GPS could provide fast local tsunami warning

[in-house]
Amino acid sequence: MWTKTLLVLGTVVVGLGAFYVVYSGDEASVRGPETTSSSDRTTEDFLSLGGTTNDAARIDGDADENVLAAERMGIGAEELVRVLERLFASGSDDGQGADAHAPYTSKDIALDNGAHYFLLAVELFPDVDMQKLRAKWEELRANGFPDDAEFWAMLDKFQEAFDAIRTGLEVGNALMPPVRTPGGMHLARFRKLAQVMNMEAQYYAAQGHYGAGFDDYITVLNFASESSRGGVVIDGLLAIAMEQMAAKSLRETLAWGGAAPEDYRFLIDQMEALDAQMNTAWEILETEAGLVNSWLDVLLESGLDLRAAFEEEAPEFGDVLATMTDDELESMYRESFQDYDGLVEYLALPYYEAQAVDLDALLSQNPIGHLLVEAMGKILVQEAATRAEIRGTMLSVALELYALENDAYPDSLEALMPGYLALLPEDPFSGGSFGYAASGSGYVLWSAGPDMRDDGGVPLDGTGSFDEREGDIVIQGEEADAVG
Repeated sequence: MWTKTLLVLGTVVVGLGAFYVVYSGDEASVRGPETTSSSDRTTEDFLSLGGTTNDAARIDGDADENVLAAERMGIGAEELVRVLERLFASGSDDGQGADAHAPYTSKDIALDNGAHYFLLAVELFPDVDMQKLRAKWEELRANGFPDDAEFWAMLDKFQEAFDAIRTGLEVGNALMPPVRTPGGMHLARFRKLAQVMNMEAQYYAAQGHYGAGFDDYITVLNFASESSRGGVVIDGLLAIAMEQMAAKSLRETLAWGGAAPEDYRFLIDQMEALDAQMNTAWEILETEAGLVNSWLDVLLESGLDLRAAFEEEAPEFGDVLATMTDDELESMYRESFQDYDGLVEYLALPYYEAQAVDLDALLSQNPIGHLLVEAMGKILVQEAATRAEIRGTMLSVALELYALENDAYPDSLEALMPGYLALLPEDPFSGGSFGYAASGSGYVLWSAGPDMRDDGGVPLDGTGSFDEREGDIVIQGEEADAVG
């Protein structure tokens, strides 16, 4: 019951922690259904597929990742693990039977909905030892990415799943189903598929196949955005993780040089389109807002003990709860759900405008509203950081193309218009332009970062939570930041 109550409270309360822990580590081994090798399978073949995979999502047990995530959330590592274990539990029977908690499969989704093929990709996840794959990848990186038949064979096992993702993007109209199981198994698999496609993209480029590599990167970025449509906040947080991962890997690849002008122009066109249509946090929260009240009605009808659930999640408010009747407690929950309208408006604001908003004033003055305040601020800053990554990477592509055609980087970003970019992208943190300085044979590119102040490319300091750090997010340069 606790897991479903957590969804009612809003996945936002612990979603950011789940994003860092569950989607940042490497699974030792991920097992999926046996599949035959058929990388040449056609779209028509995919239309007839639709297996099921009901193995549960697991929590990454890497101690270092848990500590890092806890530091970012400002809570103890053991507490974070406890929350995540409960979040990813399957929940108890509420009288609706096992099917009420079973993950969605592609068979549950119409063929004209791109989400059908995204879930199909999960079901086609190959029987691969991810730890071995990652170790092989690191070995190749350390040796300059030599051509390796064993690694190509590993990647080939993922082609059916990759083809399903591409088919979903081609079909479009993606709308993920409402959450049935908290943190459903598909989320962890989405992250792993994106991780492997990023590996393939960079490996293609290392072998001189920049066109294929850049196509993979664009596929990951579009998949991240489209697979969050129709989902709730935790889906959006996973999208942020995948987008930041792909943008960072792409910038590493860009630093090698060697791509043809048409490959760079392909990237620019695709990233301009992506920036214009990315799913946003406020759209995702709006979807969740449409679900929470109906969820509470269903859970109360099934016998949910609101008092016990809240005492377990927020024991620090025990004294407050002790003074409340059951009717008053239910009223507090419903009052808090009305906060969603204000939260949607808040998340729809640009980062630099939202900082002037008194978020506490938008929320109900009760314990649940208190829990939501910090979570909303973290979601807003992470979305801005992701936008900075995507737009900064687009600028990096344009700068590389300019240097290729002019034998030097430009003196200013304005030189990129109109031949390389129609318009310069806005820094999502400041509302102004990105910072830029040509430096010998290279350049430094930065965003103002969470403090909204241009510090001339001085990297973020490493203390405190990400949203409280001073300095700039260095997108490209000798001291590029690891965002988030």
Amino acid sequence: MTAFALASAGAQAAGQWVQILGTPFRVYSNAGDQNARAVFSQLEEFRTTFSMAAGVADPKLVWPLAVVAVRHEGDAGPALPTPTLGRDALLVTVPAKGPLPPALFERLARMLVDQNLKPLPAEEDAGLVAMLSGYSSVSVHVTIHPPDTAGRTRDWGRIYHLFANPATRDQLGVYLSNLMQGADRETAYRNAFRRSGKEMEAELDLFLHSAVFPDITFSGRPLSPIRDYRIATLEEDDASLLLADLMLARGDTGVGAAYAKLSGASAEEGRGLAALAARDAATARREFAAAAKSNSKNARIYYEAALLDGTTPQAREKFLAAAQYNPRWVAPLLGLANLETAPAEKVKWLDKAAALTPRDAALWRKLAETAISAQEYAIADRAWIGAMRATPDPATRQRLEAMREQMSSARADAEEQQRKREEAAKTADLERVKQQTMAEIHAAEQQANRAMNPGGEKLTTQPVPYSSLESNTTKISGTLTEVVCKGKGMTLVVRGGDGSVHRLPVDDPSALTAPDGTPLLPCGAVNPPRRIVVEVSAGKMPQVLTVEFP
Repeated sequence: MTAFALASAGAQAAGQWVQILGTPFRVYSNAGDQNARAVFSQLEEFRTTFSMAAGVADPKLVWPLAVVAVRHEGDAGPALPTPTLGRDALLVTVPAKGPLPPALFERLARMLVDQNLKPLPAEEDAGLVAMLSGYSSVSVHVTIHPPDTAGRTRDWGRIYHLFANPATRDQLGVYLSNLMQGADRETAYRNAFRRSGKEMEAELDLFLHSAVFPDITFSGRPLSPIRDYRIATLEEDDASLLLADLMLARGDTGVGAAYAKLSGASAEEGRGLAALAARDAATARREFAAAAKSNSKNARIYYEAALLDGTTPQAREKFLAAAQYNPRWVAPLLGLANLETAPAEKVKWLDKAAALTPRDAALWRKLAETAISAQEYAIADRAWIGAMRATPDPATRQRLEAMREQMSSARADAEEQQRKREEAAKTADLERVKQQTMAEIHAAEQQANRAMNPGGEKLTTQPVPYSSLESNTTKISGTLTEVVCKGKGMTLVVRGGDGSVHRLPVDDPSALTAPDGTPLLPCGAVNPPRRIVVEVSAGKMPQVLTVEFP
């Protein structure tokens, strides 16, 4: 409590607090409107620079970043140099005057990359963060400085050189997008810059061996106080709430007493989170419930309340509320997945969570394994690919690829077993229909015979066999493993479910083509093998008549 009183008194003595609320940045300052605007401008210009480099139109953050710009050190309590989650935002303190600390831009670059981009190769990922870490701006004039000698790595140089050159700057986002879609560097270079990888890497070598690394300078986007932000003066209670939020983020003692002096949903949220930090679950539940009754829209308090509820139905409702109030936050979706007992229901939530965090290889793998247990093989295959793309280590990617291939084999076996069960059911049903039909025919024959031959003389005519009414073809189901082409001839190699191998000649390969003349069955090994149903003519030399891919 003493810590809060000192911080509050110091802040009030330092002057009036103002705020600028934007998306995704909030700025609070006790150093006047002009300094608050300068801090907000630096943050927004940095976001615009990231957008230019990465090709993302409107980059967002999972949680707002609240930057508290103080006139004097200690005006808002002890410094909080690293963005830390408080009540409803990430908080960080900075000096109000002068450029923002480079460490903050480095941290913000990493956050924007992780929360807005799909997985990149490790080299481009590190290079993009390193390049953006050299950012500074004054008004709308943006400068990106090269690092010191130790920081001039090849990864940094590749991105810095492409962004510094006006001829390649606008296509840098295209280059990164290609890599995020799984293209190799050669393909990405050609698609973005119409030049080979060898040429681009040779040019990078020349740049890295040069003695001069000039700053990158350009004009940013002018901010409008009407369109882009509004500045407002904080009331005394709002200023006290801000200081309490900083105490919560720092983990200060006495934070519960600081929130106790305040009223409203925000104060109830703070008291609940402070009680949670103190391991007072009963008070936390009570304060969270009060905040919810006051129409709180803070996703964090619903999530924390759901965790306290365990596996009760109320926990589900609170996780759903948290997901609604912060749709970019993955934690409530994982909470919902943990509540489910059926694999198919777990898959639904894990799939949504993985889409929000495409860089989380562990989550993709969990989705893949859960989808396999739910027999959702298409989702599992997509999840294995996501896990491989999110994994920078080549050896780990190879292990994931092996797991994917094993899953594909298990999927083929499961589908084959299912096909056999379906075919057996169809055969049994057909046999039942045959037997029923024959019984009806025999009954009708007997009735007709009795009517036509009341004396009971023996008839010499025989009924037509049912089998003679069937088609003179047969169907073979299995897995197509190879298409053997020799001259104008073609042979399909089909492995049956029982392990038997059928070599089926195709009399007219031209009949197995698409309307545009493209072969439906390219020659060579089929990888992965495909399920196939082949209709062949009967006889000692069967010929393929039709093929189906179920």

Tsunamis can’t be stopped, but if you can warn people that one is coming you can save a lot of lives, even if it’s only an extra few minutes. Currently, tsunami alerts are generated from seismic data, but even the fastest response based on the magnitude, location, and depth of the earthquake can be up to five minutes or more — too slow for the immediate at-risk vicinity. Buoy’s developed to measure sea pressure changes from tsunami waves can communicate the speed and size of a tsunami as it travels across an ocean basin and provide advanced warnings for those in its path, but again not for those who got hit by the wave before it hit the buoy. Which is why using the global positioning system (GPS) may be the best tool for getting the information about a tsunami out the fastest. How exactly? By measuring the ground deformation to the neighbouring shoreline caused by a large underwater earthquake. Those measurements can be used to figure out how much the seafloor has moved, and once you know that, it’s possible to calculate how big the tsunami will be and where it’s going, and do so in less than three minutes. Andreas Hoechner from the German Research Centre for Geosciences (GFZ) led the research, which looked at data from the 2011 earthquake in Japan. His team showed that a close look at the GPS data would have allowed geoscientists to get the word out three minutes after the shaking on the sea floor started — maybe less.